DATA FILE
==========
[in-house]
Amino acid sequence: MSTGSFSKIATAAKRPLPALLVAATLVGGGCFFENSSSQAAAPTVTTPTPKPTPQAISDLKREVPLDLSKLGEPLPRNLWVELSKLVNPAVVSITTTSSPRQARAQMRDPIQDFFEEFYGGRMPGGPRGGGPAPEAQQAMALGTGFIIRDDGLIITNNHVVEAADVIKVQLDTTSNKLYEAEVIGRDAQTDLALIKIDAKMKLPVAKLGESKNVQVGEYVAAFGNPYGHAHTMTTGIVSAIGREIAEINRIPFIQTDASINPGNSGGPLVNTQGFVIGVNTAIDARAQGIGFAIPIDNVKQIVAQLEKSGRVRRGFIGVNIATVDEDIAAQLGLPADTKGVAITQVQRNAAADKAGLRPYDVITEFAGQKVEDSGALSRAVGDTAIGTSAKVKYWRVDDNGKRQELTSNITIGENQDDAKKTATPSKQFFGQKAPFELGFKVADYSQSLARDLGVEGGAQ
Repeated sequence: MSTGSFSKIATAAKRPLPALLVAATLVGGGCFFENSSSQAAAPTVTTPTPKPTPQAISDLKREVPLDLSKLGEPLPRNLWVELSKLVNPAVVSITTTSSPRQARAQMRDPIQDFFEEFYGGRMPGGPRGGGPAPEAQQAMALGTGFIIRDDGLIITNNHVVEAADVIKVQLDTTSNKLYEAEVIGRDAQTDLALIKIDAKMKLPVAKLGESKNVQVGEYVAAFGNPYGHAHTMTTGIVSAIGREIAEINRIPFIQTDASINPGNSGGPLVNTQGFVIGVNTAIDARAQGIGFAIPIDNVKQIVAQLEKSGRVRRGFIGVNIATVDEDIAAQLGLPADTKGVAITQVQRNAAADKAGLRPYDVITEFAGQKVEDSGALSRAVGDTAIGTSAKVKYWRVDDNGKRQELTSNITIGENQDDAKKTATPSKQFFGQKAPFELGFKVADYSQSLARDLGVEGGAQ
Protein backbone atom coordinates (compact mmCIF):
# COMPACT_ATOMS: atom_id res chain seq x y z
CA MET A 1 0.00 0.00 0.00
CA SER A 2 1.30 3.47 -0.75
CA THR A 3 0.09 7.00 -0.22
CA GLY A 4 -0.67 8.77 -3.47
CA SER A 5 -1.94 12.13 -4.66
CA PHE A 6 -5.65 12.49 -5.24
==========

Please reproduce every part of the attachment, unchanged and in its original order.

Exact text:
[in-house]
Amino acid sequence: MSTGSFSKIATAAKRPLPALLVAATLVGGGCFFENSSSQAAAPTVTTPTPKPTPQAISDLKREVPLDLSKLGEPLPRNLWVELSKLVNPAVVSITTTSSPRQARAQMRDPIQDFFEEFYGGRMPGGPRGGGPAPEAQQAMALGTGFIIRDDGLIITNNHVVEAADVIKVQLDTTSNKLYEAEVIGRDAQTDLALIKIDAKMKLPVAKLGESKNVQVGEYVAAFGNPYGHAHTMTTGIVSAIGREIAEINRIPFIQTDASINPGNSGGPLVNTQGFVIGVNTAIDARAQGIGFAIPIDNVKQIVAQLEKSGRVRRGFIGVNIATVDEDIAAQLGLPADTKGVAITQVQRNAAADKAGLRPYDVITEFAGQKVEDSGALSRAVGDTAIGTSAKVKYWRVDDNGKRQELTSNITIGENQDDAKKTATPSKQFFGQKAPFELGFKVADYSQSLARDLGVEGGAQ
Repeated sequence: MSTGSFSKIATAAKRPLPALLVAATLVGGGCFFENSSSQAAAPTVTTPTPKPTPQAISDLKREVPLDLSKLGEPLPRNLWVELSKLVNPAVVSITTTSSPRQARAQMRDPIQDFFEEFYGGRMPGGPRGGGPAPEAQQAMALGTGFIIRDDGLIITNNHVVEAADVIKVQLDTTSNKLYEAEVIGRDAQTDLALIKIDAKMKLPVAKLGESKNVQVGEYVAAFGNPYGHAHTMTTGIVSAIGREIAEINRIPFIQTDASINPGNSGGPLVNTQGFVIGVNTAIDARAQGIGFAIPIDNVKQIVAQLEKSGRVRRGFIGVNIATVDEDIAAQLGLPADTKGVAITQVQRNAAADKAGLRPYDVITEFAGQKVEDSGALSRAVGDTAIGTSAKVKYWRVDDNGKRQELTSNITIGENQDDAKKTATPSKQFFGQKAPFELGFKVADYSQSLARDLGVEGGAQ
Protein backbone atom coordinates (compact mmCIF):
# COMPACT_ATOMS: atom_id res chain seq x y z
CA MET A 1 0.00 0.00 0.00
CA SER A 2 1.30 3.47 -0.75
CA THR A 3 0.09 7.00 -0.22
CA GLY A 4 -0.67 8.77 -3.47
CA SER A 5 -1.94 12.13 -4.66
CA PHE A 6 -5.65 12.49 -5.24